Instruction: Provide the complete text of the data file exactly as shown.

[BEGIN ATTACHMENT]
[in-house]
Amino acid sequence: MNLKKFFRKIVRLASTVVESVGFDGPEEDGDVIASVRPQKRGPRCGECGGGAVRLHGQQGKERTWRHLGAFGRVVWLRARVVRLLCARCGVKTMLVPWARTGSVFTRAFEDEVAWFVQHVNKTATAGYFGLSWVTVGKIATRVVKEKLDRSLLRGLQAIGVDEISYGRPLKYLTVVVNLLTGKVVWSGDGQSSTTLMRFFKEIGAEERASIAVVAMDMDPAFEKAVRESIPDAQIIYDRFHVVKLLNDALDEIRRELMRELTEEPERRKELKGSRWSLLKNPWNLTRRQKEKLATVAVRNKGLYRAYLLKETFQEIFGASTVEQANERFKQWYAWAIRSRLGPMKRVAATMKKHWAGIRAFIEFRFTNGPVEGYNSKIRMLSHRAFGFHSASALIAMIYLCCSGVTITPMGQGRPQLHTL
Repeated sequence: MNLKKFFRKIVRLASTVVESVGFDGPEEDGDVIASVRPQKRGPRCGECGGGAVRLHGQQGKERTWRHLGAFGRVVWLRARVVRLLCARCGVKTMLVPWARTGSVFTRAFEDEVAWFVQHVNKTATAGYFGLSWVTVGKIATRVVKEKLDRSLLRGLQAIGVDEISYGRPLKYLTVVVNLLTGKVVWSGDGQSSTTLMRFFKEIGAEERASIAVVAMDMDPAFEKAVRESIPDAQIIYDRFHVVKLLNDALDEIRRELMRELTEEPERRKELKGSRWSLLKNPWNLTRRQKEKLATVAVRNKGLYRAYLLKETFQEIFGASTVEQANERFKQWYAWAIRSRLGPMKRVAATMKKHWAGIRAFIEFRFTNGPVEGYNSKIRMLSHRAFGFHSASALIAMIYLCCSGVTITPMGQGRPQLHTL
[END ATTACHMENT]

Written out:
[in-house]
Amino acid sequence: MNLKKFFRKIVRLASTVVESVGFDGPEEDGDVIASVRPQKRGPRCGECGGGAVRLHGQQGKERTWRHLGAFGRVVWLRARVVRLLCARCGVKTMLVPWARTGSVFTRAFEDEVAWFVQHVNKTATAGYFGLSWVTVGKIATRVVKEKLDRSLLRGLQAIGVDEISYGRPLKYLTVVVNLLTGKVVWSGDGQSSTTLMRFFKEIGAEERASIAVVAMDMDPAFEKAVRESIPDAQIIYDRFHVVKLLNDALDEIRRELMRELTEEPERRKELKGSRWSLLKNPWNLTRRQKEKLATVAVRNKGLYRAYLLKETFQEIFGASTVEQANERFKQWYAWAIRSRLGPMKRVAATMKKHWAGIRAFIEFRFTNGPVEGYNSKIRMLSHRAFGFHSASALIAMIYLCCSGVTITPMGQGRPQLHTL
Repeated sequence: MNLKKFFRKIVRLASTVVESVGFDGPEEDGDVIASVRPQKRGPRCGECGGGAVRLHGQQGKERTWRHLGAFGRVVWLRARVVRLLCARCGVKTMLVPWARTGSVFTRAFEDEVAWFVQHVNKTATAGYFGLSWVTVGKIATRVVKEKLDRSLLRGLQAIGVDEISYGRPLKYLTVVVNLLTGKVVWSGDGQSSTTLMRFFKEIGAEERASIAVVAMDMDPAFEKAVRESIPDAQIIYDRFHVVKLLNDALDEIRRELMRELTEEPERRKELKGSRWSLLKNPWNLTRRQKEKLATVAVRNKGLYRAYLLKETFQEIFGASTVEQANERFKQWYAWAIRSRLGPMKRVAATMKKHWAGIRAFIEFRFTNGPVEGYNSKIRMLSHRAFGFHSASALIAMIYLCCSGVTITPMGQGRPQLHTL